Party Over Here Continues TV’s Sketch Revolution

Fox’s new series is produced by Andy Samberg and his Lonely Island partners, and stars three female comedians.


The sketch show has been popular for years now—cable iterations like Inside Amy Schumer, Kroll Show, Comedy Bang Bang, Portlandia, and Key & Peele have turned a once-stodgy format into a platform for delivering some of television’s freshest, most incisive comedy. They’ve become so popular that the Emmys started an awards category devoted to them. That trend has yet to spread to network TV, where Saturday Night Live remains the genre’s only standard-bearer, which makes Fox’s decision to order its own sketch series—a small-scale, half-hour effort called Party Over Here—all the more intriguing.

The show will debut March 12 with a regular cast of only three performers, all of them women. It’s being touted as the new show from The Lonely Island (Andy Samberg, Akiva Schaffer, and Jorma Taccone), who pioneered SNL’s Digital Shorts, but the trio will only serve as executive producers alongside their fellow comedy giant Paul Scheer. From the initial details released about its cast and writing staff, Party Over Here seems like a more interesting gamble than a Lonely Island project: It wouldn’t be an SNL threat airing on a rival network, but a smaller-scale show centered around voices that often get marginalized on the biggest comedy stages.

The show’s three main cast members are Alison Rich, a former SNL writer; Nicole Byer, a sketch comedian and actress who was part of MTV’s talk-comedy series Girl Code; and Jessica McKenna, a comic based out of the Upright Citizens Brigade theater in Los Angeles. The show will air on Saturdays, but at 11 p.m., running for only half an hour and staying out of SNL’s time slot. It’s a low-stakes move for Fox (which gives the show room to experiment), but it’s also the network’s first real venture into late-night comedy since the decline of MadTV in the mid-2000s. Other attempts, like a talk show hosted by Wanda Sykes in 2009, didn’t survive beyond their initial episode order, but the TV landscape has changed drastically since then.

A late-night comedy show, even with low ratings, can be a smart little investment—it’s aimed at a young audience, can be packaged into online clips with the potential to go viral, and doesn’t cost a ton to produce. One reason an SNL clone has never really thrived on network TV is the vast resources required to get one off the ground—the NBC juggernaut currently employs some 29 writers and 16 full-time cast members—but Party Over Here will have a writing staff of just five, and two repertory players alongside its three stars. The network gave no details on the kind of material the show will explore, but its female-dominated roster of writers and performers speaks volumes.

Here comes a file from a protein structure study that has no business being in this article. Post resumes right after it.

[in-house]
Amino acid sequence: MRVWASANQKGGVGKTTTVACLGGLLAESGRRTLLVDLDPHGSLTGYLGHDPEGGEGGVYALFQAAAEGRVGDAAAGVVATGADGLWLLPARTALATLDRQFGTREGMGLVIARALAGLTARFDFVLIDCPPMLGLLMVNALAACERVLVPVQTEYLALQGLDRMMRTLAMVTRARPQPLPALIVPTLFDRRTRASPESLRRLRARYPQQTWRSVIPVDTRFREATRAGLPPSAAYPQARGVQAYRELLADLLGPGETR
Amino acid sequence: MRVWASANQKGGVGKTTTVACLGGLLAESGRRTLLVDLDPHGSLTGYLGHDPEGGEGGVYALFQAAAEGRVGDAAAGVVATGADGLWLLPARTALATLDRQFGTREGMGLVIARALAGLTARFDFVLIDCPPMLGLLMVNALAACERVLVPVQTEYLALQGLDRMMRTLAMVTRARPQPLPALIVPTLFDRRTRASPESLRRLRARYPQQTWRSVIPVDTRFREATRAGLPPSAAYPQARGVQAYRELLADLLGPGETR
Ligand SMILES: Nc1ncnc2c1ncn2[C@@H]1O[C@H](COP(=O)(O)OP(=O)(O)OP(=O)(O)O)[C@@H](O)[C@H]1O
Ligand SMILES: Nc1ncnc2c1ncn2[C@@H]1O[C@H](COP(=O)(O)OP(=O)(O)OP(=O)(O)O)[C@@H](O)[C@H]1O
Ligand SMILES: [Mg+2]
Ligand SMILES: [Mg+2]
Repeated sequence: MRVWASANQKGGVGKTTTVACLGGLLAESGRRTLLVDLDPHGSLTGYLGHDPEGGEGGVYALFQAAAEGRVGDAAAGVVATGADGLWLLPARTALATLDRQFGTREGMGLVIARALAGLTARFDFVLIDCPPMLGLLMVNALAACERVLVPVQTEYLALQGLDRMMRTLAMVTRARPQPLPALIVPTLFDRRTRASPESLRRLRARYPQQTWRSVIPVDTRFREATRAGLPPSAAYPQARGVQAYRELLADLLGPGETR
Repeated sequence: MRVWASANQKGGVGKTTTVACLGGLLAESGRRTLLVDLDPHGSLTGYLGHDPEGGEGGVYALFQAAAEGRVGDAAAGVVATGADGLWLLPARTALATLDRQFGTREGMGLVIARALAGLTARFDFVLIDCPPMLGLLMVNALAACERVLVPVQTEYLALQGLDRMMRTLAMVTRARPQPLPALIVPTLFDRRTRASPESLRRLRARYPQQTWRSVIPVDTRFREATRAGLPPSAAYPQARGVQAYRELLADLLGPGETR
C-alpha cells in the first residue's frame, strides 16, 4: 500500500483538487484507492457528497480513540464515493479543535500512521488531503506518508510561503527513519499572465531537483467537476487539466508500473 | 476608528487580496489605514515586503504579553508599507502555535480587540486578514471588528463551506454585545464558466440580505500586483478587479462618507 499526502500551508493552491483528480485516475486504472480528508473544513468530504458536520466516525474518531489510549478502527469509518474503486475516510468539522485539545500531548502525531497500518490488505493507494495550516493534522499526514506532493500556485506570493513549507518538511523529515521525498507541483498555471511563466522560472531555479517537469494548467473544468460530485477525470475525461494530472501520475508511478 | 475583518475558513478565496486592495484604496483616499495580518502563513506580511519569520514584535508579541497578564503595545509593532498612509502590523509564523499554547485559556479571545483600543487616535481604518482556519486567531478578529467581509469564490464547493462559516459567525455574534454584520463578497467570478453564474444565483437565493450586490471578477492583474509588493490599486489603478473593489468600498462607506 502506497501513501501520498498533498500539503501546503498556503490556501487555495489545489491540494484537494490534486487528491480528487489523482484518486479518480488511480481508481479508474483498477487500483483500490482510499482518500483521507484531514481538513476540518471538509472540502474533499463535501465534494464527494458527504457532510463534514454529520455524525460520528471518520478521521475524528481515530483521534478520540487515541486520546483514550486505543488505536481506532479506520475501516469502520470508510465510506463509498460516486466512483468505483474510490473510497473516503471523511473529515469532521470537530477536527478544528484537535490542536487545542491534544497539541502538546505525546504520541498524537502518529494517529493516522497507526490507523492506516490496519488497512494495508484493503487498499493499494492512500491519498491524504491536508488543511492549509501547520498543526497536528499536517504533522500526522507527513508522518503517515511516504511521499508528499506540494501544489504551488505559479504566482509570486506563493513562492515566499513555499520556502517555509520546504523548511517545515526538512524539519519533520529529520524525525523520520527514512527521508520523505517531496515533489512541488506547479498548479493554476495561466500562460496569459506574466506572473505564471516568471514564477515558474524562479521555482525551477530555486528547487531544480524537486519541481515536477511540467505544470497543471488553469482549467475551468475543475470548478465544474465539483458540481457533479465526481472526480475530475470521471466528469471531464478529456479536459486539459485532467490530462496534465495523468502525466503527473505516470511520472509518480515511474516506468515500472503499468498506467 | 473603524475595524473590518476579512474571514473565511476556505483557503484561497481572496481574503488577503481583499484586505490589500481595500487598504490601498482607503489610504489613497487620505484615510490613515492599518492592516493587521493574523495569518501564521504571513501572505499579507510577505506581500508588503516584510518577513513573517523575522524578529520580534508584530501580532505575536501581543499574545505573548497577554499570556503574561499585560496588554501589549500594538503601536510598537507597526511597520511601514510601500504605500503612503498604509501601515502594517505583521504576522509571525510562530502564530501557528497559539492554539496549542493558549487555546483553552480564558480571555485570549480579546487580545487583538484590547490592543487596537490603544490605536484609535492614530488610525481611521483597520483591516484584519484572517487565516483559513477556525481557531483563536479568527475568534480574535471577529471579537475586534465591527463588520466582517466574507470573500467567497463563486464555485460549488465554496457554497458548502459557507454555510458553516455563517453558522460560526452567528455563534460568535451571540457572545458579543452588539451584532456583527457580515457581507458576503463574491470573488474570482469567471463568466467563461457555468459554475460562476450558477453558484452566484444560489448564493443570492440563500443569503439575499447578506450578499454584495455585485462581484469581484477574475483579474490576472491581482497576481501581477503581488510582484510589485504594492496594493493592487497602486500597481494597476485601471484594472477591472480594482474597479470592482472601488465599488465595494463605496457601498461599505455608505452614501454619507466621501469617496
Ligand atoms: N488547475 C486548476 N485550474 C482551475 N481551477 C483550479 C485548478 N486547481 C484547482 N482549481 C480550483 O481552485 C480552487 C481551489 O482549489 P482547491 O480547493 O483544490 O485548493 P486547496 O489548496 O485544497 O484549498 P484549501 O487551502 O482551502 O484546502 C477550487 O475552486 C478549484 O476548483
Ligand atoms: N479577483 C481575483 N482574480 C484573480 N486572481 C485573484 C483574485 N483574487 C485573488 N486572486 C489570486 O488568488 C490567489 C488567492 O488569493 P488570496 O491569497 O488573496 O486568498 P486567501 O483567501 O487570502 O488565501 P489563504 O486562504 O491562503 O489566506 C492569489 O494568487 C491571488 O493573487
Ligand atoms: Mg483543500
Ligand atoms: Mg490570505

“The late-night landscape is wildly competitive, and we thought long and hard about the kind of audacious, attention-getting voices we needed,” Fox Broadcasting’s entertainment president, David Madden, told The Hollywood Reporter. “Andy, Akiva, Jorma, Paul, and our three stars—Nicole, Jessica and Alison—are the ideal group of talent to do just that. They’re fearless, original and, of course, very, very funny.”

Network TV is littered with the bones of sketch shows that were sold with the help of their famous executive producers only to quickly fizzle out. Kelsey Grammer produced a Fox series called The Sketch Show starring a cast of comedy luminaries before they were famous, including Paul F. Tompkins and Kaitlin Olson—but that only lasted for four weeks. ABC’s Dana Carvey Show was a notorious bust (now worshipped as a cult classic) that featured writers and stars including Stephen Colbert, Steve Carell, Charlie Kaufman, and Louis C.K. It survived for seven weeks.

But those shows tried to make it in the far more competitive world of primetime TV, where bad ratings can spell cancellation within a week. Small-scale shows like Party Over Here are usually left to the cable networks, but bigger channels have likely noticed the recent awards attention (and even the ratings) that the likes of IFC and Comedy Central are enjoying. If it does well—attracting a cult following or sneaking into the Emmy conversation, for example—it could be a watershed moment: for the genre, for women in comedy, for network TV, and of course, for the fans themselves.